Do you have a hard time figuring out how to charge for your services or products? Well, if you’re like most entrepreneurs and small business owners, chances are you’re not charging enough. So if you’re in business for yourself, here are four tips to help you increase your prices and charge what you’re worth for your services.
1. Calculate How Much Business Revenue You Actually Need
Most people start businesses so they can be in control of their income and lifestyle goals—but that dream can quickly fall to the wayside if there are no clear business revenue goals in place.
The first step in charging more for your services is to get clear about how much gross business revenue you actually need. I hear a lot of women say they want to have a million-dollar business. And while I do believe you should aim high, instead of just picking numbers from the sky, make sure your goals are in direct relation to the type of lifestyle you want to live.
Maybe you only need $75,000 in gross business revenue to allow for the life you want. So then why aim for a million-dollar business if that’s not really what you want or need? To calculate your own business revenue goals, simply reverse-engineer your goals for the year by figuring out how much net income you need to support your ideal lifestyle and fund your financial goals. Then add in any personal and business taxes and business expenses. This becomes your business revenue goal for the year.
For example, my business revenue goal for this year is $250,000. This will be enough to cover my business expenses, taxes, support the lifestyle I want and fund my financial goals this year. Once you’re clear on your business revenue number, you can begin to review how much you’re charging and increase your fees, if necessary, to reach this goal.
2. Do the Math
Once you know how much business revenue you need, figure out how many clients or customers you can handle. Let’s use my business as an example. Since I’m a service-based business, I know my team can handle only 100 financial planning clients per year to ensure we’re providing the level of service I want and still maintain my ideal lifestyle. Therefore, my minimum fee is $2,500 ($250,000/100 clients = $2,500).
You can also do the calculation another way. For example, let’s assume you sell purses and you need to sell them at $100 to be profitable. You figured out that you need $75,000 in gross business revenue to support the lifestyle you want. If you do the math, you’ll see that in order to reach this goal you need to sell 750 purses. Now, you can create a marketing plan to reach that target.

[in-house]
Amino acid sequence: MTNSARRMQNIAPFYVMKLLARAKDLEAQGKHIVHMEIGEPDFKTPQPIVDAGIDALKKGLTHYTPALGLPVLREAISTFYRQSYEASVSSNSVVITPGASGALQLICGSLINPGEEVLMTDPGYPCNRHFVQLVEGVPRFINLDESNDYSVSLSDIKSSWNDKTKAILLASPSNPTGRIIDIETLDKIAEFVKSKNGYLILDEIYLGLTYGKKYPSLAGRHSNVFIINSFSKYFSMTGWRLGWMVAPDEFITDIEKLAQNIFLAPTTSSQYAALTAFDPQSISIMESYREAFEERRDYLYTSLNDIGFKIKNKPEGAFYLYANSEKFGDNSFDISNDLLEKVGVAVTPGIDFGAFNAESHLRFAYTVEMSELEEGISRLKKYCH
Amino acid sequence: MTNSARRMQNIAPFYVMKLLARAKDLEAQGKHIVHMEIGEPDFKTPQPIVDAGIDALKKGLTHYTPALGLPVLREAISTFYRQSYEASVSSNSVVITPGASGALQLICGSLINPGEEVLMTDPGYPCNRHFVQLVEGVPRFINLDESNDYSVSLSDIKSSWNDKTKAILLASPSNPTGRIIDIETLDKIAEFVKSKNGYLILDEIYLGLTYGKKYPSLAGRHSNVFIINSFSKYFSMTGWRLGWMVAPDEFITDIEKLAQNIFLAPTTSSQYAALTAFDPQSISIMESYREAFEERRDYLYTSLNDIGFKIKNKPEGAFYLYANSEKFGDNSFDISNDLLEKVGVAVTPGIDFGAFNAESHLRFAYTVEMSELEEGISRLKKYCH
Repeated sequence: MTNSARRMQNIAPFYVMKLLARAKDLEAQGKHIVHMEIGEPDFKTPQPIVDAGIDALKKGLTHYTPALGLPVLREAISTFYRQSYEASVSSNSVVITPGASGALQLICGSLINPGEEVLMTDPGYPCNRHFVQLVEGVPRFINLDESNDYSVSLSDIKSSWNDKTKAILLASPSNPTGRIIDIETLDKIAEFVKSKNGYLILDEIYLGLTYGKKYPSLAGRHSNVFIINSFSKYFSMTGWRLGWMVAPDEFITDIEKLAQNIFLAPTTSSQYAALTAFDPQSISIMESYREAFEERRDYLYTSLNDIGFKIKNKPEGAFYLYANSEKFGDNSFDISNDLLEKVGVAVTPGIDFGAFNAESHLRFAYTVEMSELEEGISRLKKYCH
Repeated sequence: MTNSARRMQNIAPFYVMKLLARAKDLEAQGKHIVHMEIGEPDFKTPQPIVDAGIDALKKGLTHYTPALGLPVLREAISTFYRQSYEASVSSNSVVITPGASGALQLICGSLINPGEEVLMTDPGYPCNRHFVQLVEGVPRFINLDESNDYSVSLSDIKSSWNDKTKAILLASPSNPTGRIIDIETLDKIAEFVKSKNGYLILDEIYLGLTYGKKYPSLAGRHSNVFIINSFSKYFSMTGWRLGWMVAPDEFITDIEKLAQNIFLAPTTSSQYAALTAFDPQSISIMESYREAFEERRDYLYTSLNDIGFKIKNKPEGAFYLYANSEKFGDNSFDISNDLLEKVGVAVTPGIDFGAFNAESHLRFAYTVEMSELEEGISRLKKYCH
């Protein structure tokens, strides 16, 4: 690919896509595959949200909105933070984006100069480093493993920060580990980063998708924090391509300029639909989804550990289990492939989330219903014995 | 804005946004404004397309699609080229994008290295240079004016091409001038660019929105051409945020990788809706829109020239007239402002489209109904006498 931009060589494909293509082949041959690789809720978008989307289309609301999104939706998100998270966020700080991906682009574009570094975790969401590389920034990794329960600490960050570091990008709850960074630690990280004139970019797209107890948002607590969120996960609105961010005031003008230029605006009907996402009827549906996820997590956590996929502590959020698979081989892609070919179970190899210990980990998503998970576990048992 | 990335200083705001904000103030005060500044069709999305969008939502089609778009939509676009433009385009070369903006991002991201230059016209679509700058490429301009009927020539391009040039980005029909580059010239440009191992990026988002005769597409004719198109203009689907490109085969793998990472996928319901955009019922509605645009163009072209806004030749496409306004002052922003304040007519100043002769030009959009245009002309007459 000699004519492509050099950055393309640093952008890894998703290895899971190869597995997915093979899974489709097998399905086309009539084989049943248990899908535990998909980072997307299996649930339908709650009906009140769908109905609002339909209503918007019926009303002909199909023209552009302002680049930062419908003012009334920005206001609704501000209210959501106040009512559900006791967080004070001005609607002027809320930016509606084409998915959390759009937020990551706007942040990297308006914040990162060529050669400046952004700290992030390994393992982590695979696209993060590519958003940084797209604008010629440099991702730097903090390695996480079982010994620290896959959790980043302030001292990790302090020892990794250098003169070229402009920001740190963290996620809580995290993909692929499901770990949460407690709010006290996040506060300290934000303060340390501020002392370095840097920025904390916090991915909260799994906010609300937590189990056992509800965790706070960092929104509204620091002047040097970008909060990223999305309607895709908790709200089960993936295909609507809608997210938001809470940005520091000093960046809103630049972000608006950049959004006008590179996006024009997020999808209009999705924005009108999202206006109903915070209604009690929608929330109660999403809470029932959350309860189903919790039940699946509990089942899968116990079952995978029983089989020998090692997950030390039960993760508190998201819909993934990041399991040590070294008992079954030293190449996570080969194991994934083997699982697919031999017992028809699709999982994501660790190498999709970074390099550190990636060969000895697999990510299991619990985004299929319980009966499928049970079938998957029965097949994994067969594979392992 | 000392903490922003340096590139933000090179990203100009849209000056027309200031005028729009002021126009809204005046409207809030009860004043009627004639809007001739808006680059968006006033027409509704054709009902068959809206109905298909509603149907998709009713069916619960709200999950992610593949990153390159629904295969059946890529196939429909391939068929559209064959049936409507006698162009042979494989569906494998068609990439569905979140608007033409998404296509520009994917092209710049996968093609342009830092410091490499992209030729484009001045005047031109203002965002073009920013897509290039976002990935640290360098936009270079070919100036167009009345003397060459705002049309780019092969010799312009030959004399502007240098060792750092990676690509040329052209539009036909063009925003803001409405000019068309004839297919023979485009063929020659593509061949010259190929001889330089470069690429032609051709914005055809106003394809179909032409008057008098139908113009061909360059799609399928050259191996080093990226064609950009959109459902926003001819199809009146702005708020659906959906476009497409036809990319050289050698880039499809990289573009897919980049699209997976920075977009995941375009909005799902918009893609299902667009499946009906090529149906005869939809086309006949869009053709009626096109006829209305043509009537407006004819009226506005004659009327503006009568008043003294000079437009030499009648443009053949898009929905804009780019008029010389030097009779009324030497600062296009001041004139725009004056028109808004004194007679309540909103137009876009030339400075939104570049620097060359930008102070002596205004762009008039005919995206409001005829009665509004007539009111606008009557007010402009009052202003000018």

If you do the math and don’t feel comfortable charging the amount you need, then ask yourself how you can add more value to your services to become comfortable charging more. If you still don’t feel comfortable charging more, then what do you need to implement to sell more units.
However you decide to slice it, make sure the math adds up.
3. Practice, Practice, Practice
Once you have your fee or price set, practice saying it aloud. Pretend you’re on the phone or in a meeting with a client and state the fee you’ve determined for your product or services. I recommend role playing and stating a fee that is three to five times higher your actual fee so you get comfortable quoting higher numbers.
For example, if your service fee is $500, then practice charging $1,500 during your role-plays until you get comfortable with that number. Then when you actually charge $500 in real life, it’ll be no big deal.
Sometimes our fears around charging a higher amount can take over and make us feel that charging more is so difficult, or that we’re not worth the higher price. Remember, it’s just a number. If you believe in your product or service and the value you’re bringing to your clients, then you should be able to stand behind whatever price you feel matches that value.
4. Have Confidence and Stop Doubting Yourself
At the end of the day, as long as you truly believe in your products or services and the value you are bringing to people’s lives, you should feel confident charging the appropriate amount for it.
As women, we sometimes doubt our value and self-worth, and that is often reflected into our business fees or prices. But nobody wants to work with someone who doubts herself, so stop it! You don’t need to compare yourself to others. Just believe in yourself and your work. Once you do, your customers will, too. You are worth it, so start charging for that worth!